March 7—The European Union (EU) hopes the €15 million (about $18 million) it is giving Uganda’s agriculture ministry will help bring some order and a more commercial footing to the country’s beef industry.
The project will be launched on March 20, 2018 at a venue which is yet to be decided by the Ministry of Agriculture. According to the Uganda Investment Authority (UIA), the meat sub sector is mostly very domestic and self-sufficient, with very limited exports.
There is a need to increase production through large scale commercial farming and ranching to take advantage of the increasing demand for Ugandan beef in the region.
Most of EU development funding to Uganda is financed by the European Development Fund, with the present cycle, 2014-2020, totaling €578 million or nearly $720 million. After the World Bank Group, the EU is Uganda’s top multilateral donor and helped pay for 15 new valley dams last year.
Dr Noelina Nantima, the Assistant Commissioner, Animal Diseases Control at the agriculture ministry said the five year project will be implemented in 24 districts of the Cattle Corridor including Bulisa, Masindi, Masaka, Mbarara and Kiboga.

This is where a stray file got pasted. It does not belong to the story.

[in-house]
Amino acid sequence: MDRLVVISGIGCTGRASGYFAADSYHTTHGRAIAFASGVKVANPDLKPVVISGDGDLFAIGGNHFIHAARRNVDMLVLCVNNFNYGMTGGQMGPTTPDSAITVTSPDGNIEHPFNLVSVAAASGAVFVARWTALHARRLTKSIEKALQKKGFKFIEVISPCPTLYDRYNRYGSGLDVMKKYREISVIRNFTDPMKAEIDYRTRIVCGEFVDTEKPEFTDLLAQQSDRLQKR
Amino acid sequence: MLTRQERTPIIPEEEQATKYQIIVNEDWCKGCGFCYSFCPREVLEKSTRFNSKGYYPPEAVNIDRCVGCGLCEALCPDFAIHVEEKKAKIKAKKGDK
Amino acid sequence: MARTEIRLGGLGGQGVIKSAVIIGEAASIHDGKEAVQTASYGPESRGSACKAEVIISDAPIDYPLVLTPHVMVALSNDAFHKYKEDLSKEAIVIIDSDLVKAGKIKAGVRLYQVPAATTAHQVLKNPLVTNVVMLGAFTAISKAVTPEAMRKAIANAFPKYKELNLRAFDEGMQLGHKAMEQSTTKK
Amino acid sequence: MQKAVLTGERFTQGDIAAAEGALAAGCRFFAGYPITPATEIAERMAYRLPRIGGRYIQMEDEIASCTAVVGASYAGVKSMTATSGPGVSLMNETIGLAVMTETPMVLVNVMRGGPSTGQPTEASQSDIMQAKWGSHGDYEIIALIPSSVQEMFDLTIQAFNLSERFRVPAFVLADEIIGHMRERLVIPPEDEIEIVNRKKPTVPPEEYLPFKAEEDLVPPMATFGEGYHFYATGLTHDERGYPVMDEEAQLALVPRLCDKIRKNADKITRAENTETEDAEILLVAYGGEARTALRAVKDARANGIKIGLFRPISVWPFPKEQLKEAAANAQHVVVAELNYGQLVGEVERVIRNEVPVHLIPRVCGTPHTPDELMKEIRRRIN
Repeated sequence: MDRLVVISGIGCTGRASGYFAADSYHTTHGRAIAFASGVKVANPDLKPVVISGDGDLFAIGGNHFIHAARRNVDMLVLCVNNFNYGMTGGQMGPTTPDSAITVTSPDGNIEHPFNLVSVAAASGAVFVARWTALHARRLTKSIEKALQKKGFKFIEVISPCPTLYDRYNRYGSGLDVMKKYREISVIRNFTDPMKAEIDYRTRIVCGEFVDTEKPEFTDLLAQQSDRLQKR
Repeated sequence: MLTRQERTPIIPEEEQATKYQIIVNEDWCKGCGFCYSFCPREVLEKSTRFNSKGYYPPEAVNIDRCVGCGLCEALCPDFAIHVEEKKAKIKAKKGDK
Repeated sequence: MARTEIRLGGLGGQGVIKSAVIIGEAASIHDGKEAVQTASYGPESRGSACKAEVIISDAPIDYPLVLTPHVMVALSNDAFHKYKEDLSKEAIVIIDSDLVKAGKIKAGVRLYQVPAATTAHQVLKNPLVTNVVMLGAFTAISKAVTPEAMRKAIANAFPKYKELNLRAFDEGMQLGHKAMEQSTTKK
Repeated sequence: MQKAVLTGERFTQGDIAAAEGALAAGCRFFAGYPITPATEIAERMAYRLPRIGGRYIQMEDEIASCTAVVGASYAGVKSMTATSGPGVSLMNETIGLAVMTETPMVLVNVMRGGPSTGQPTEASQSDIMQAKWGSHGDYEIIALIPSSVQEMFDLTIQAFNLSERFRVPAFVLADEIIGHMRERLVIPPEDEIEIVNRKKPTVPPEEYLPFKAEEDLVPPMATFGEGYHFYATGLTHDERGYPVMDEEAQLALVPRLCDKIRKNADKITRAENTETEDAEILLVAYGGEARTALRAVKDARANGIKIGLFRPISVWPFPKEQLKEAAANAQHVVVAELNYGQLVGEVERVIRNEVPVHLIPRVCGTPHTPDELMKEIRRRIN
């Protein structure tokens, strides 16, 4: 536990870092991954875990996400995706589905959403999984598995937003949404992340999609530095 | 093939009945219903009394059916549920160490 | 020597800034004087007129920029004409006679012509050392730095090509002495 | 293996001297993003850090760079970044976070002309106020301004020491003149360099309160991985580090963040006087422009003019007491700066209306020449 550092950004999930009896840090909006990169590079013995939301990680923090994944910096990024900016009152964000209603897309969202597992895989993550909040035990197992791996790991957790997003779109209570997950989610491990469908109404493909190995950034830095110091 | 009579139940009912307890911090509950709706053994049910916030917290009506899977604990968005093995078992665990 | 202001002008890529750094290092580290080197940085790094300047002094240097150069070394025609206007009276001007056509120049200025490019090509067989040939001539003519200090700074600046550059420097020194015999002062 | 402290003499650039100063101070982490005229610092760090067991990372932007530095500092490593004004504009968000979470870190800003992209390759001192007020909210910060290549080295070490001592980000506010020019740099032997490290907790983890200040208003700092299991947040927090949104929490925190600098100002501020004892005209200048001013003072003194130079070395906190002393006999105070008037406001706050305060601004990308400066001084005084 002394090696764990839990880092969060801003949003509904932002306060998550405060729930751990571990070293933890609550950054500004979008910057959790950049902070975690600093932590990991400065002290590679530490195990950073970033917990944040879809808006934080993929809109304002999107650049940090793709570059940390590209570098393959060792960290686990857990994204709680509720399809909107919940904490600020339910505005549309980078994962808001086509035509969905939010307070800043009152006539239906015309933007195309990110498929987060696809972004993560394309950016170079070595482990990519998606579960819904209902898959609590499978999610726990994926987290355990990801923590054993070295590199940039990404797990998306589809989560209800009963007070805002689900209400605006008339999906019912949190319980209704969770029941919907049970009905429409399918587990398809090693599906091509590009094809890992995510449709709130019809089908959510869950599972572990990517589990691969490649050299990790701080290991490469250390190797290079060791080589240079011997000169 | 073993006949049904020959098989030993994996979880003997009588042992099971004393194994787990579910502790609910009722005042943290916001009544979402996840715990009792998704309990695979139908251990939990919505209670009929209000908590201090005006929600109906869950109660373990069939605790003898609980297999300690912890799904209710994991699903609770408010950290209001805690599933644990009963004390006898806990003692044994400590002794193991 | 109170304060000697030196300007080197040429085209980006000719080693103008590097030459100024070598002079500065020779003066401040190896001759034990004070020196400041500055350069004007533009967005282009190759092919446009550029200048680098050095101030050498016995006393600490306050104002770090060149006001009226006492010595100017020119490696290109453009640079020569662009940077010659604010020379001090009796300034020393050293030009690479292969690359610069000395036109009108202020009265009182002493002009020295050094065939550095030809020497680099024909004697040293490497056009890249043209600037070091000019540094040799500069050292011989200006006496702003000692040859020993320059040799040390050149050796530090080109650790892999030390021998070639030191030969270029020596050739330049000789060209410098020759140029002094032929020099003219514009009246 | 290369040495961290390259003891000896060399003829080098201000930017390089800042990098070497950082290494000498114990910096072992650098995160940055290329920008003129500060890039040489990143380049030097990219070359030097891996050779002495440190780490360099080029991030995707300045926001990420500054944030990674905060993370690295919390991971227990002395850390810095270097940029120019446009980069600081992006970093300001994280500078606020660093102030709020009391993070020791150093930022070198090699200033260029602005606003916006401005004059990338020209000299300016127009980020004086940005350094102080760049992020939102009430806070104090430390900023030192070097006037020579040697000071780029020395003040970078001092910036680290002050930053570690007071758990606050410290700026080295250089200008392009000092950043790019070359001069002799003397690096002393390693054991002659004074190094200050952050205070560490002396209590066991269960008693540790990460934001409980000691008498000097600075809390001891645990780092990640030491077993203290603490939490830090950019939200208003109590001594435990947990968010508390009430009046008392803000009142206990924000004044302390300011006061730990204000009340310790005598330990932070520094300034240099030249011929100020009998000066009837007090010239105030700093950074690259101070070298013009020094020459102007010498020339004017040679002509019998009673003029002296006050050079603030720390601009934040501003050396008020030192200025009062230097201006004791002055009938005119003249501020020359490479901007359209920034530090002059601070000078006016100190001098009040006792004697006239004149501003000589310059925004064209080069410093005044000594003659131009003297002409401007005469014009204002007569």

Hosting a delegation from Masindi in mid-week she said, “In this project the public and private sector will work together towards promotion of an environmentally –sustainable climate –resilient, low –emission with the major target of gender balance in the beef sector. As Government, we hope that if the project is fully implemented, it will increase farmers’ earnings from the livestock sector thus improving their standards of living.”
The Corridor roughly runs north-east to south-west across the country. Money will be spent towards creating a conducive environment for competitive and improving beef production to meet rising demand both locally regionally and internationally.
Western and Northern regions of Uganda are the main producing areas, but Uganda’s beef sector is mostly dominated by a traditional pastoralist and agro-pastoralist system and only a small commercial ranching segment which however is widening faster in recent years. Uganda’s beef is ranked 5th best in the world because of its yellow fat that does not contain cholesterol mainly because the cows are naturally grazed.
Several modern abattoirs are to be built in the 24 districts which is expected to drastically improve hygiene which is a key factor in the beef industry. For many decades now cattle for slaughter has been ferried in to the capital, Kampala over long distances very unsightly conditions.
Masindi Ddstrict chairman, Cosmas Byaruhanga said their livestock farmers are faced with challenges of water for animals most especially during the dry season. He asked the government to come up with immediate interventions.